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NDTO News Article

Leadership Lessons

Each week I like to inspire my team with leadership lessons I have been given along the way. This week with celebrating the 245th year of the Marine Corps (November 10, 1775) and Veterans Day upon us, I shared the following lesson:

I believe that leadership is an extremely important component to success in life and business. I know that I rely on the military and my experiences in the Marine Corps often and know that some of you may question why I do this. The simple answer is that I believe that the military is one of the greatest institutions in developing and testing one’s leadership ability. You are already leaders, and I hope that these discussions will help in honing your leadership skills.

Annually, on November 10th, the US Marine Corps family celebrates and reflects on being part of an organization that takes great pride in being part of something bigger than the individual. Excellence in leadership is the hallmark of a Marine. In difficult times, I often refer to the acronym “JJ DID TIE BUCKLE.” The acronym refers to the 14 leadership traits of a Marine, “Justice, Judgement, Dependability, Initiative, Decisiveness, Tact, Integrity, Enthusiasm, Bearing, Unselfishness, Courage, Knowledge, Loyalty, and Endurance.”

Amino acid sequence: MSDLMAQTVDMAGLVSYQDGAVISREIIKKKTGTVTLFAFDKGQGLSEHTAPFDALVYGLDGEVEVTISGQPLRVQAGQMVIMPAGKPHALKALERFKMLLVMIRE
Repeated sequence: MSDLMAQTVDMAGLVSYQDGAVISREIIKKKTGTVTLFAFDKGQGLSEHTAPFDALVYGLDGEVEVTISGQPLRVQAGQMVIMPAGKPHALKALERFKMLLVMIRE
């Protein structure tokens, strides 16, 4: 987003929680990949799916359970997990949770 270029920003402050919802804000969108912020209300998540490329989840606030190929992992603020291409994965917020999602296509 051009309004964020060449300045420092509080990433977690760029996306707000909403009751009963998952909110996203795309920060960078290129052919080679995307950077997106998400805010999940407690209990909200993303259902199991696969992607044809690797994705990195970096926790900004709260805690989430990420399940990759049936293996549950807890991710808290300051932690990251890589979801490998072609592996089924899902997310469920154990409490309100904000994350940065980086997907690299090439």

A favorite memory is studying for a meritorious promotions board with my Corporal, Sergeant, x2 Staff Sergeant, Gunnery Sergeant, and Lieutenant, all sitting on the top of an amphibious assault vehicle (AAV) at “O-dark-thirty”, in the well deck of a ship, cruising somewhere in the Pacific. At this session, after a particularly grueling day, they worked with me for hours to ensure that I was prepared. I distinctly remember going over and over the “JJ acronym,” but what I remember most is how all these Marines were putting into practice what they were imparting. The next day I was tired, nervous, and yes, a little scared, but that study session propelled me into that room with an attitude of wanting to make those leaders proud.

If you are curious, I did well and was quite shocked when I reported to the board and saw that two of my examiners had been atop that AAV helping me practice! I stood my ground and answered every question the board threw at me to the best of my ability. Little did I know, my lesson in leadership was not over. Before being dismissed, I overheard my Lieutenant thank the ranking officer “for doing this,” and I was asked to send in one of the Marines waiting by the hatch. That Marine was selected for promotion. I would later learn that my unit was not allocated a promotion slot and that I had been ineligible for promotion all along. My Leaders thought it would be a good learning experience for me and to acknowledge that I had been doing a good job and had asked for a “mock” examination to be conducted.  Mission accomplished! It was one heck of a learning experience and one that I will never forget! At the end of the day, I didn’t care that I wasn’t pinning on a new stripe. What mattered to me the most is that I made my leadership team proud, and they had thought enough of me to invest the time and effort.

I appreciate the many lessons I have learned over the years and I am eternally grateful. Happy Birthday, Marines!

Best regards and Semper Fidelis,

Drew Combs